Bowie made a few great live albums – like the Berlin-era Stage or the Ziggy-meets-California bootleg fan fave Live Santa Monica ’72. He also made some truly terrible ones, like the 1974 David Live, which he once admitted should have been retitled David Bowie Is Alive and Well and Living Only in Theory. But these BBC recordings show what a powerful live performer he was from the beginning (his acoustic Jacques Brel homage “Amsterdam”) into his glam years, as in his fierce version of “White Light/White Heat,” where he boasts, “White light make me sound like Lou Reed/White light gonna fill my every need.”
The Next Day (2013)
After Bowie suffered an onstage heart attack in 2004, he quietly dropped out of the rock scene – after a few years of silence, fans slowly realized he’d found a dignified way to retire. Until his January 2013, when he broke years of silence with the out-of-nowhere birthday announcement that he’d made a new album in secret, and released the magnificently moody ballad “Where Are We Now” as a teaser. Compared to his swan song Blackstar, The Next Day is a relatively stripped-down rock album – short and punchy songs with an aggressive bite to his vocals, especially the bittersweet “The Stars Are Out Tonight.” What a pleasure to have Bowie back – on whatever terms he chose.
“Holy Holy” single, 1971.
A glam ode to dazed gnostic egomania – a sign of things to come for Bowie. He cut it twice – the keeper is the lean-and-mean second version, with the Spiders from Mars.
“See Emily Play,” from Pin Ups, 1973.
A tribute to one of his early heroes, Pink Floyd’s doomed Syd Barrett – turning his jauntiest tune into an orchestral psychic meltdown.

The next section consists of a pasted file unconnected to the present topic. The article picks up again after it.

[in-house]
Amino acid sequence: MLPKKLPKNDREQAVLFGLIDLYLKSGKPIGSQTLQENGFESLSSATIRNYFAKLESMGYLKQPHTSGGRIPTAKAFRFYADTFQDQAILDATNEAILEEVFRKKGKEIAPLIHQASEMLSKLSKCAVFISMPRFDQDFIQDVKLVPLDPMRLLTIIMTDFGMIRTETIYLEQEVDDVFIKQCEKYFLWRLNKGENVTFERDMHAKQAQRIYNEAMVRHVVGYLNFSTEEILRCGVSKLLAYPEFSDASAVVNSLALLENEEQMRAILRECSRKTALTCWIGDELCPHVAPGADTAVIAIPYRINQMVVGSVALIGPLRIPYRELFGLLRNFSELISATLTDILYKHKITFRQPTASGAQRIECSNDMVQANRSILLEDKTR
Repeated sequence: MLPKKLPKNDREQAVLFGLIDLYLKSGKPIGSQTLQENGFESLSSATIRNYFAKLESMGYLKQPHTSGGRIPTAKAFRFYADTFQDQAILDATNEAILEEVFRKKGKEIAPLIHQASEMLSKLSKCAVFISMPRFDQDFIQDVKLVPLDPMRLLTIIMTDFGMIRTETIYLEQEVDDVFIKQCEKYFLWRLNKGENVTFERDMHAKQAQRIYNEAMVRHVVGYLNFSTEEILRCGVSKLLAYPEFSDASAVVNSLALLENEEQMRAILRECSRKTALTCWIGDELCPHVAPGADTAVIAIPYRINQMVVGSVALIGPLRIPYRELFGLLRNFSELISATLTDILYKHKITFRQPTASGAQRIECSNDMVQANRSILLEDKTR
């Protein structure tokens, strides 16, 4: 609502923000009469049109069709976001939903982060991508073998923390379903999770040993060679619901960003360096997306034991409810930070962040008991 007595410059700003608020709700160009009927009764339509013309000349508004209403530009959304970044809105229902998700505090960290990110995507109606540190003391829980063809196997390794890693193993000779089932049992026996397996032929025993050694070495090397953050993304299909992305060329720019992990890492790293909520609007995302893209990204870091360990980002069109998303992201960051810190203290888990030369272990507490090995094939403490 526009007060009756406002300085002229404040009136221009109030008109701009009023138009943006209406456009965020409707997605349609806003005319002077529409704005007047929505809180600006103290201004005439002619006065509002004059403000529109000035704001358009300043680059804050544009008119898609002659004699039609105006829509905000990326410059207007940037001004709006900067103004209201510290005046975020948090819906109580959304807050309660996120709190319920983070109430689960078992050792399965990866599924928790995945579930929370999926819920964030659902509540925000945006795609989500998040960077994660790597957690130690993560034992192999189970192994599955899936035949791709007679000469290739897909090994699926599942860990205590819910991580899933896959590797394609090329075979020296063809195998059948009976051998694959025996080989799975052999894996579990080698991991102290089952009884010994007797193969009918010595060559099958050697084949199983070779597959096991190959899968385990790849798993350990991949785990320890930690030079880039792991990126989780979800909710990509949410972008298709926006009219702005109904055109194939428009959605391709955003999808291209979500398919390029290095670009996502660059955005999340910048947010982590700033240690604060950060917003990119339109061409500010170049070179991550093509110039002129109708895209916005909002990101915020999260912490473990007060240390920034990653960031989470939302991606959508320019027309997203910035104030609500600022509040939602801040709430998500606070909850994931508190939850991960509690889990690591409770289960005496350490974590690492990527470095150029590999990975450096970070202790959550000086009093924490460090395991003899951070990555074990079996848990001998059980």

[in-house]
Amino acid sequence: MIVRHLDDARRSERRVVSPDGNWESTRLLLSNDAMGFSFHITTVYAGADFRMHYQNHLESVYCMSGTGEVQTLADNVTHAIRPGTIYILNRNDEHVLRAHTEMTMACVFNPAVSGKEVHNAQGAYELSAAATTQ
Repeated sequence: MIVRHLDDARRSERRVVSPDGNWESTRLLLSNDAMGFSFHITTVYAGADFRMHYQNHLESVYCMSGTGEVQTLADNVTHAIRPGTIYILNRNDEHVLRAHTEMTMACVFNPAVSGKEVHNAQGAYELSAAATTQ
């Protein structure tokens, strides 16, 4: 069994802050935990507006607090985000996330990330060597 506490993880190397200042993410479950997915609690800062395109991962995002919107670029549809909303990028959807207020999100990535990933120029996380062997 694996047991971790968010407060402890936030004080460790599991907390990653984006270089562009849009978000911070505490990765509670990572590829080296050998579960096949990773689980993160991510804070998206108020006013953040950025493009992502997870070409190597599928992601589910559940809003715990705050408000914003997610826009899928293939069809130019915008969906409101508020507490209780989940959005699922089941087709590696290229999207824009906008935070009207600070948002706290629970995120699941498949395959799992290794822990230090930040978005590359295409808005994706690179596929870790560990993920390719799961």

“Growing Up And I’m Fine,” demo, 1973.
He donated this perfect piece of girl-group-style pop to Mick Ronson to launch his solo career, which sadly bombed. In terms of potential hits Bowie gave away to his mates, “Growing Up and I’m Fine” ranks up there with “All the Young Dudes.”
“Sweet Thing/Candidate/Sweet Thing (Reprise),” from Diamond Dogs, 1974.
A nine-minute suite with an invitation no one could resist: “We’ll buy some drugs and watch a band/Then jump in the river holding hands.” Who says romance is dead?
“Candidate (Demo),” outtake from Diamond Dogs, 1974.
A sketch he left in the vault unheard for years – but a sinister night-prowler of a song that anyone else would have jumped at the chance to release. The ultimate Bowie manifesto: “I gazelle onstage to believe in myself.”
“Cat People (Putting Out Fire),” from Cat People soundtrack, 1982.
A goth sex-and-death dirge produced by disco king Giorgio Moroder for the soundtrack of a horror flick starring an oft-naked Nastassja Kinski, who was currently turning heads nude on the cover of the Rolling Stone. Quentin Tarantino used it brilliantly in Inglorious Basterds.
“Tonight,” from Tonight, 1984.
One of the most catastrophic career-killing albums of the Eighties – but with this glimmer of morbid beauty, turning an Iggy death trip into a hideously poignant Tina Turner duet. The one moment where Bowie really got the Phil Collins sound right.
“Absolute Beginners,” from Absolute Beginners soundtrack, 1985.
One of the revelations from last year’s theater production Lazarus: this long-forgotten doo-wop torch song, tossed off as the theme song to a Patsy Kensit film.
“As the World Falls Down,” from Labyrinth soundtrack, 1986.
All hail the Goblin King. At the time, nobody would have predicted that Bowie’s role as a slinky villain in a freaking Muppet movie would become a cornerstone of his legend for future generations – with a lovely lament embalmed on the soundtrack.
“No Control,” from Outside, 1995.
His heavily hyped reunion with Eno was mostly a well-meaning dud, except this synth-pop ode to urban paranoia.
“Thursday’s Child,” from Hours, 1999.
Like so many of his masterful late-period albums, Hours got slept on by a rock audience that couldn’t get past preconceived ideas of what Bowie stood for. But it’s superbly autumnal soul – especially “Thursday’s Child,” which could be prime Babyface.
“Bring Me the Disco King,” from Reality, 2003.
So you always wondered how a Bowie/Steely Dan throwdown would have sounded? This eerie eight-minute piano ramble is where the Thin White Duke meets The Royal Scam.
Lady Gaga transformed into many David Bowies for a celebratory homage to the late star’s career at the 2016 Grammy Awards. Watch here.